Four years ago, I wrote about the Government's push for electric and so-called "ultra low emission vehicles" (ULEVs). There has been some media coverage of ULEV/ EV subsidy and so I thought it worth having another look at the subject.
When I last wrote in 2013, there was a budget of £400m available through the Office of Low Emission Vehicles (OLEV) which was being used to provide grants towards private and commercial ULEVs which was due to end in 2015. Of course, this was under the previous Conservative/ Liberal Democrat coalition.
We still have OLEV and it has been tweeting some things recently. First, that the ULEV grant system is still alive and well. It has also been trailing the fact that one can obtain grants towards domestic and workplace charging points. Finally, it has been tweeting the news that the Government will be pushing to improve the availability of EV charging points (possibly through changes in the law) as part of the proposed "Vehicle Technology and Aviation Bill". On the latter, there will also be the introduction of an insurance regime to cover autonomous vehicles (AVs).
In short, the Government is putting its weight behind a future filled with electric (or at least low-emission) vehicles and autonomous operation. In many ways, this is no different to many other countries who are seeking to dump fossil-fueled vehicles such as the Dutch and Norwegians. The whole area is a multi-trillion market and one can see why the UK Government is pushing to be part of it, more so given the uncertainties around leaving the European Union.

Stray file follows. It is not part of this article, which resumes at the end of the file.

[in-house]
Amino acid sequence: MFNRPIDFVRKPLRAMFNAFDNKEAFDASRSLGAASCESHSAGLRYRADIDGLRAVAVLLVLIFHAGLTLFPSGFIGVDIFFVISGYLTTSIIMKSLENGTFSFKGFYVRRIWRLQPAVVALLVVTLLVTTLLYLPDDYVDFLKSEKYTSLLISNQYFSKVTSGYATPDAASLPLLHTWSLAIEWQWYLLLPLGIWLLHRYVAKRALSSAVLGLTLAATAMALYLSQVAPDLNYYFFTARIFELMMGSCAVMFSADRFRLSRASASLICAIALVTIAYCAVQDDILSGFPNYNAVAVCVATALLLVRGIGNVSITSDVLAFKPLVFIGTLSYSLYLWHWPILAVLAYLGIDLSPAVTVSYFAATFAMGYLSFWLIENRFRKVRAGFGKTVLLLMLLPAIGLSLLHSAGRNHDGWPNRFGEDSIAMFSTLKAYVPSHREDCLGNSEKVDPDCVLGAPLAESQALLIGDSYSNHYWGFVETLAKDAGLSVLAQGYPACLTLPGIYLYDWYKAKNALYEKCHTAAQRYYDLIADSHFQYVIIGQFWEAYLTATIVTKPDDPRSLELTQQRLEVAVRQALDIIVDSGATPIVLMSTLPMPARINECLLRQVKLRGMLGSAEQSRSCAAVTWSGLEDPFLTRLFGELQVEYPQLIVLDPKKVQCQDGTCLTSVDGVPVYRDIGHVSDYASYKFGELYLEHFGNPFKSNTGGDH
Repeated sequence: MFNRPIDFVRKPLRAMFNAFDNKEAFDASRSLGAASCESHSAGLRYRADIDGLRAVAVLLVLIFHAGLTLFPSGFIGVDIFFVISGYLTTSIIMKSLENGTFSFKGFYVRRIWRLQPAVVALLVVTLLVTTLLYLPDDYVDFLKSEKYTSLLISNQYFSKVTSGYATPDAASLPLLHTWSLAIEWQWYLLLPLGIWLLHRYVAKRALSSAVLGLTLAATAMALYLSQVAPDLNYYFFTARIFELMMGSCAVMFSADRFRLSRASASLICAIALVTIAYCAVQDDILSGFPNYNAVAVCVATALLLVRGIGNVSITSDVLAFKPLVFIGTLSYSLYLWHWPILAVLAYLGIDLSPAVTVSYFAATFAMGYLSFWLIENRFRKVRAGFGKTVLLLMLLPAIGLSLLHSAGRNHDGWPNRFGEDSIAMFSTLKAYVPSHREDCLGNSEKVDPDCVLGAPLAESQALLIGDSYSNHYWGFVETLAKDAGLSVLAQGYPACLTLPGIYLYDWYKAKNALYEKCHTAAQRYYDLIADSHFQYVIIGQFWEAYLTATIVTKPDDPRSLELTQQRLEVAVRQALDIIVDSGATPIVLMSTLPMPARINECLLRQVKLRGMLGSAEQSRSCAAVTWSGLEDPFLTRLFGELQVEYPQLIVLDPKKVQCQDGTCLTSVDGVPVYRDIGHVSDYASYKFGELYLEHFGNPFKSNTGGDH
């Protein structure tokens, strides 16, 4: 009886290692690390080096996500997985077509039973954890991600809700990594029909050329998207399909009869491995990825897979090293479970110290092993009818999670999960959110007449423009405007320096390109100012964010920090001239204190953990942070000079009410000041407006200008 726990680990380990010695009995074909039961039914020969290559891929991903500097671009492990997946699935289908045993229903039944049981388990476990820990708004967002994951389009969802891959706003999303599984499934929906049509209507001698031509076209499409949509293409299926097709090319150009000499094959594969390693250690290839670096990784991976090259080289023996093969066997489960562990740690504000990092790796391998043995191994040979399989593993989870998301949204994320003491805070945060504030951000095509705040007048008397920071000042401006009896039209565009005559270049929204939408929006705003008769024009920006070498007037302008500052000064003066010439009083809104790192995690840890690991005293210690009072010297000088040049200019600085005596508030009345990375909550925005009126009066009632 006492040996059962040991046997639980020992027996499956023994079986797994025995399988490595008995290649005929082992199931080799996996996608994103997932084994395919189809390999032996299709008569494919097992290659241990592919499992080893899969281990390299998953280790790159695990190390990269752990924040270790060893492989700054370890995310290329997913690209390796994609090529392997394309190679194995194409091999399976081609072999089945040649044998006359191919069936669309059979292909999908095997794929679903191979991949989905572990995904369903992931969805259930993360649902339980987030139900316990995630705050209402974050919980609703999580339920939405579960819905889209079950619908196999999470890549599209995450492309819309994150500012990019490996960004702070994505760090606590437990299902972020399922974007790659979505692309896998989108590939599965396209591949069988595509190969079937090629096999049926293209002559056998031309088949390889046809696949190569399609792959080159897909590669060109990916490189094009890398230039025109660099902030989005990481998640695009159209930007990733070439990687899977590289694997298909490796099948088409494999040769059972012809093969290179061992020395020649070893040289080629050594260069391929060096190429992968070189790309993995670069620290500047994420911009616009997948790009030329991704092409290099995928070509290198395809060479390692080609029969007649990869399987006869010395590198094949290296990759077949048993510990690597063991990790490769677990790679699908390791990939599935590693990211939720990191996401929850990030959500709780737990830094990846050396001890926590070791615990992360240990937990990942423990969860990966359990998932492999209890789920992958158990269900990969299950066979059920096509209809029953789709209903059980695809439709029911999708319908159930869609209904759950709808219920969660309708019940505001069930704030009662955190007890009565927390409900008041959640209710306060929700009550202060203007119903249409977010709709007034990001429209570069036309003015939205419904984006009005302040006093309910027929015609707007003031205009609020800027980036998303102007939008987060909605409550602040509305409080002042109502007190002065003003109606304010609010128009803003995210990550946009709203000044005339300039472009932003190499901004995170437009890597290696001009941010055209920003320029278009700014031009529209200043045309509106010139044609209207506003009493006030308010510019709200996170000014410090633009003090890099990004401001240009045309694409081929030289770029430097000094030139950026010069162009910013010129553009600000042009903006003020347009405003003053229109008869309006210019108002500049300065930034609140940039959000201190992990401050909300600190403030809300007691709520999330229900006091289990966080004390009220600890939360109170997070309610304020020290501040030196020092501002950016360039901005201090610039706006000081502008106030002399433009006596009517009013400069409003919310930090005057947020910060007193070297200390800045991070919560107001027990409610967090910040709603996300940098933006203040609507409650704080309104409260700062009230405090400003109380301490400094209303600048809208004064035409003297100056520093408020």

On the one hand, we will probably be using motor-vehicles for the foreseeable future and so they may as well be electric. At the very least, the tail-pipe emissions problem in urban areas will be addressed, although there are still plenty of issues created by braking systems and the action of tyres on roads. On the other hand, this represents a push to maintain business as usual and in that I mean to continue with a car and lorry-based UK transport system and anyone using active or public transport be damned.
It was interesting to read concern raised about vehicle excise duty being changed from April this year which meant that many owners of "gas guzzlers" would be paying less VED, whereas those driving "cleaner" cars would pay more (zero-emission cars will still be exempt). Forgetting about the weird discrepancy, this is the Government realising that as cars get more efficient, VED revenues will fall. With fuel duty too, aside from the fuel tax escalator being removed, a switch to EV and ULEV vehicles is going to see revenue drop as well. I fully expect to see changes whereby EVs will attract VED and as for fueling EVs, it will be interesting to see what happens as they are really cheap to run. It will also be interesting to see what the traditional fossil fuel companies do in terms of production and divestment in the next decade as the current push must surely go against their traditional business model!